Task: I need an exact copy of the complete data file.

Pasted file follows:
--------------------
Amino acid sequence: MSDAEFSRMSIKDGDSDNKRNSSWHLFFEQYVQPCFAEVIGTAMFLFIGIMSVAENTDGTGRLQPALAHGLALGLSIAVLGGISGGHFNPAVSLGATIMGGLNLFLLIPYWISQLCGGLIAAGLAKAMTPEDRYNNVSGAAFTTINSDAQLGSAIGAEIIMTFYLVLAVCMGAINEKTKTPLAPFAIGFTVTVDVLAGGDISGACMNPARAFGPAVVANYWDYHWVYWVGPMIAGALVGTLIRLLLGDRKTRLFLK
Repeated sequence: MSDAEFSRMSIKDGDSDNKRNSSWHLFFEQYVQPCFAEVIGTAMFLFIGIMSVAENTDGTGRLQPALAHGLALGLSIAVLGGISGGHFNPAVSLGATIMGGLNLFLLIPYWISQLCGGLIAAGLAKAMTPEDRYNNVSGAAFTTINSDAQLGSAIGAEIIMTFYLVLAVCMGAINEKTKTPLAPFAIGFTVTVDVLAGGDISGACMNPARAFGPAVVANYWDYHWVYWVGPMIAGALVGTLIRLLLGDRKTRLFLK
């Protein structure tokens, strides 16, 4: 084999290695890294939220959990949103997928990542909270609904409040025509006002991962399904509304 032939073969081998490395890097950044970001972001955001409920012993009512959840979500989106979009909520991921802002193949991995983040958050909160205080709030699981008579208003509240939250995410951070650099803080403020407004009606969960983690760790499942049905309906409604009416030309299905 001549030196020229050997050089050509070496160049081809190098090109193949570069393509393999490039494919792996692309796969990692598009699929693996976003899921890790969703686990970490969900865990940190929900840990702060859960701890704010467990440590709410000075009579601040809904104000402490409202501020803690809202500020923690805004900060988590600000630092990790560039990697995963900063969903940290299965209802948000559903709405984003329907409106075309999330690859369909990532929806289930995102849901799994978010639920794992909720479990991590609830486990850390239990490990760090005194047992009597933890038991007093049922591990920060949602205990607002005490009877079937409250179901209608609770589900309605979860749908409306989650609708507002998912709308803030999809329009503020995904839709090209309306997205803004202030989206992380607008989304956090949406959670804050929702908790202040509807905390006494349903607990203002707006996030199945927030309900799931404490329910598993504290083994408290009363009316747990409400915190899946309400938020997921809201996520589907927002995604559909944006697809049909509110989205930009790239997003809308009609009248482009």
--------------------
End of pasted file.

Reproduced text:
Amino acid sequence: MSDAEFSRMSIKDGDSDNKRNSSWHLFFEQYVQPCFAEVIGTAMFLFIGIMSVAENTDGTGRLQPALAHGLALGLSIAVLGGISGGHFNPAVSLGATIMGGLNLFLLIPYWISQLCGGLIAAGLAKAMTPEDRYNNVSGAAFTTINSDAQLGSAIGAEIIMTFYLVLAVCMGAINEKTKTPLAPFAIGFTVTVDVLAGGDISGACMNPARAFGPAVVANYWDYHWVYWVGPMIAGALVGTLIRLLLGDRKTRLFLK
Repeated sequence: MSDAEFSRMSIKDGDSDNKRNSSWHLFFEQYVQPCFAEVIGTAMFLFIGIMSVAENTDGTGRLQPALAHGLALGLSIAVLGGISGGHFNPAVSLGATIMGGLNLFLLIPYWISQLCGGLIAAGLAKAMTPEDRYNNVSGAAFTTINSDAQLGSAIGAEIIMTFYLVLAVCMGAINEKTKTPLAPFAIGFTVTVDVLAGGDISGACMNPARAFGPAVVANYWDYHWVYWVGPMIAGALVGTLIRLLLGDRKTRLFLK
């Protein structure tokens, strides 16, 4: 084999290695890294939220959990949103997928990542909270609904409040025509006002991962399904509304 032939073969081998490395890097950044970001972001955001409920012993009512959840979500989106979009909520991921802002193949991995983040958050909160205080709030699981008579208003509240939250995410951070650099803080403020407004009606969960983690760790499942049905309906409604009416030309299905 001549030196020229050997050089050509070496160049081809190098090109193949570069393509393999490039494919792996692309796969990692598009699929693996976003899921890790969703686990970490969900865990940190929900840990702060859960701890704010467990440590709410000075009579601040809904104000402490409202501020803690809202500020923690805004900060988590600000630092990790560039990697995963900063969903940290299965209802948000559903709405984003329907409106075309999330690859369909990532929806289930995102849901799994978010639920794992909720479990991590609830486990850390239990490990760090005194047992009597933890038991007093049922591990920060949602205990607002005490009877079937409250179901209608609770589900309605979860749908409306989650609708507002998912709308803030999809329009503020995904839709090209309306997205803004202030989206992380607008989304956090949406959670804050929702908790202040509807905390006494349903607990203002707006996030199945927030309900799931404490329910598993504290083994408290009363009316747990409400915190899946309400938020997921809201996520589907927002995604559909944006697809049909509110989205930009790239997003809308009609009248482009």